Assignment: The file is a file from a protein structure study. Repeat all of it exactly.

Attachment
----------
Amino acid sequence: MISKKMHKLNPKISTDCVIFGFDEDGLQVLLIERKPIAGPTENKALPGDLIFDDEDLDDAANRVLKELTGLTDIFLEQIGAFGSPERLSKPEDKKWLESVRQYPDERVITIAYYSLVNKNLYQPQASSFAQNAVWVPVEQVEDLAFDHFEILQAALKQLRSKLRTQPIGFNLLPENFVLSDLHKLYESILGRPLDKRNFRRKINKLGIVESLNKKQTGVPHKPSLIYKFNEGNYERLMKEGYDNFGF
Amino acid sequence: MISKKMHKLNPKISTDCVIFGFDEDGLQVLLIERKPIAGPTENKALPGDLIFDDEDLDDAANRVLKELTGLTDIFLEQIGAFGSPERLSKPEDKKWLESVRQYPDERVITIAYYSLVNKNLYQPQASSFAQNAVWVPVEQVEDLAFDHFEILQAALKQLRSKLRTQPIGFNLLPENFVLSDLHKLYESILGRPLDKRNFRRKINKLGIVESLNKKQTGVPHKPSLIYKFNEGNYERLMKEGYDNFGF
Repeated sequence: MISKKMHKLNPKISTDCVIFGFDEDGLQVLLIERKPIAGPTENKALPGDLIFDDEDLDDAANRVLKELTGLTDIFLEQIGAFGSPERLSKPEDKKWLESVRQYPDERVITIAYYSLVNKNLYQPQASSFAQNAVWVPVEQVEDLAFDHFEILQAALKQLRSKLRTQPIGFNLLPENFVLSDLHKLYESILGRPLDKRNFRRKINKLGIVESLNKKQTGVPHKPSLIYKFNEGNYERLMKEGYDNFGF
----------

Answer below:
Amino acid sequence: MISKKMHKLNPKISTDCVIFGFDEDGLQVLLIERKPIAGPTENKALPGDLIFDDEDLDDAANRVLKELTGLTDIFLEQIGAFGSPERLSKPEDKKWLESVRQYPDERVITIAYYSLVNKNLYQPQASSFAQNAVWVPVEQVEDLAFDHFEILQAALKQLRSKLRTQPIGFNLLPENFVLSDLHKLYESILGRPLDKRNFRRKINKLGIVESLNKKQTGVPHKPSLIYKFNEGNYERLMKEGYDNFGF
Amino acid sequence: MISKKMHKLNPKISTDCVIFGFDEDGLQVLLIERKPIAGPTENKALPGDLIFDDEDLDDAANRVLKELTGLTDIFLEQIGAFGSPERLSKPEDKKWLESVRQYPDERVITIAYYSLVNKNLYQPQASSFAQNAVWVPVEQVEDLAFDHFEILQAALKQLRSKLRTQPIGFNLLPENFVLSDLHKLYESILGRPLDKRNFRRKINKLGIVESLNKKQTGVPHKPSLIYKFNEGNYERLMKEGYDNFGF
Repeated sequence: MISKKMHKLNPKISTDCVIFGFDEDGLQVLLIERKPIAGPTENKALPGDLIFDDEDLDDAANRVLKELTGLTDIFLEQIGAFGSPERLSKPEDKKWLESVRQYPDERVITIAYYSLVNKNLYQPQASSFAQNAVWVPVEQVEDLAFDHFEILQAALKQLRSKLRTQPIGFNLLPENFVLSDLHKLYESILGRPLDKRNFRRKINKLGIVESLNKKQTGVPHKPSLIYKFNEGNYERLMKEGYDNFGF